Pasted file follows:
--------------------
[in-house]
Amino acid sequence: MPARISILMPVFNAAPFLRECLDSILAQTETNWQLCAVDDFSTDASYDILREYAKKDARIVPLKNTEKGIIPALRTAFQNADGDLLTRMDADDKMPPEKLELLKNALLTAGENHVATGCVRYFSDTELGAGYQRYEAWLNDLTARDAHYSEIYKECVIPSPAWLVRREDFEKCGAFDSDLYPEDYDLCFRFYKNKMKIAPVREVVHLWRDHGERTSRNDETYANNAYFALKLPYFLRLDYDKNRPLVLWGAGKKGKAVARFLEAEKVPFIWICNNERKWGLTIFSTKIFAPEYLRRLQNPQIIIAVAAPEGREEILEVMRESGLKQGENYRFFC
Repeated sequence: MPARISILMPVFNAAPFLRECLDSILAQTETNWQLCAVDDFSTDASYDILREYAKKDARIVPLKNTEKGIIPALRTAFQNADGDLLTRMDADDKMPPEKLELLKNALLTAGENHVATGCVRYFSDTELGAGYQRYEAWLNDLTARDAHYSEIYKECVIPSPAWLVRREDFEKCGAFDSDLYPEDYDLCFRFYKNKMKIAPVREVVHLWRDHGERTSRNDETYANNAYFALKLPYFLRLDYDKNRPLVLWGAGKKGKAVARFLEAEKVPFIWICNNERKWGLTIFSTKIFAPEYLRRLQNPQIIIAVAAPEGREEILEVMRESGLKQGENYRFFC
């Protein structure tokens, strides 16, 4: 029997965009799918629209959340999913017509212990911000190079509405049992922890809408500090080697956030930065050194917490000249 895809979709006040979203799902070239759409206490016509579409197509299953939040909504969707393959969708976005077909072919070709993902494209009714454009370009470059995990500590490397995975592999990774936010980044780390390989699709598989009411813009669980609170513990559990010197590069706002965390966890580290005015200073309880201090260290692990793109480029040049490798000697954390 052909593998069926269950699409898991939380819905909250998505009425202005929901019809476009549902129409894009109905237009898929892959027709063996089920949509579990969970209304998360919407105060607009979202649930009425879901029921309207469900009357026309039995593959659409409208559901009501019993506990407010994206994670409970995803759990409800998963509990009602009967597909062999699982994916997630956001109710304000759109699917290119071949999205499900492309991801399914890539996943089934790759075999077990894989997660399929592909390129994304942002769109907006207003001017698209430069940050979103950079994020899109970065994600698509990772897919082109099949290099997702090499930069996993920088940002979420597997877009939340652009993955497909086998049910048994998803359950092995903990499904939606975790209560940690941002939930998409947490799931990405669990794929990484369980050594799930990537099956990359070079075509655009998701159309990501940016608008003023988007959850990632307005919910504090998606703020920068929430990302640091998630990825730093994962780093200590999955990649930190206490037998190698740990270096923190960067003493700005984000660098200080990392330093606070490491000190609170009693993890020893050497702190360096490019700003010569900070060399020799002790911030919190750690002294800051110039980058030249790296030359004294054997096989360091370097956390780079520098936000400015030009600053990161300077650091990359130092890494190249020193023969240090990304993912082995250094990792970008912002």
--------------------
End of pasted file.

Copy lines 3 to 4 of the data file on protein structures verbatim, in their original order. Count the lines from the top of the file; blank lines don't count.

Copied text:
Repeated sequence: MPARISILMPVFNAAPFLRECLDSILAQTETNWQLCAVDDFSTDASYDILREYAKKDARIVPLKNTEKGIIPALRTAFQNADGDLLTRMDADDKMPPEKLELLKNALLTAGENHVATGCVRYFSDTELGAGYQRYEAWLNDLTARDAHYSEIYKECVIPSPAWLVRREDFEKCGAFDSDLYPEDYDLCFRFYKNKMKIAPVREVVHLWRDHGERTSRNDETYANNAYFALKLPYFLRLDYDKNRPLVLWGAGKKGKAVARFLEAEKVPFIWICNNERKWGLTIFSTKIFAPEYLRRLQNPQIIIAVAAPEGREEILEVMRESGLKQGENYRFFC
């Protein structure tokens, strides 16, 4: 029997965009799918629209959340999913017509212990911000190079509405049992922890809408500090080697956030930065050194917490000249 895809979709006040979203799902070239759409206490016509579409197509299953939040909504969707393959969708976005077909072919070709993902494209009714454009370009470059995990500590490397995975592999990774936010980044780390390989699709598989009411813009669980609170513990559990010197590069706002965390966890580290005015200073309880201090260290692990793109480029040049490798000697954390 052909593998069926269950699409898991939380819905909250998505009425202005929901019809476009549902129409894009109905237009898929892959027709063996089920949509579990969970209304998360919407105060607009979202649930009425879901029921309207469900009357026309039995593959659409409208559901009501019993506990407010994206994670409970995803759990409800998963509990009602009967597909062999699982994916997630956001109710304000759109699917290119071949999205499900492309991801399914890539996943089934790759075999077990894989997660399929592909390129994304942002769109907006207003001017698209430069940050979103950079994020899109970065994600698509990772897919082109099949290099997702090499930069996993920088940002979420597997877009939340652009993955497909086998049910048994998803359950092995903990499904939606975790209560940690941002939930998409947490799931990405669990794929990484369980050594799930990537099956990359070079075509655009998701159309990501940016608008003023988007959850990632307005919910504090998606703020920068929430990302640091998630990825730093994962780093200590999955990649930190206490037998190698740990270096923190960067003493700005984000660098200080990392330093606070490491000190609170009693993890020893050497702190360096490019700003010569900070060399020799002790911030919190750690002294800051110039980058030249790296030359004294054997096989360091370097956390780079520098936000400015030009600053990161300077650091990359130092890494190249020193023969240090990304993912082995250094990792970008912002």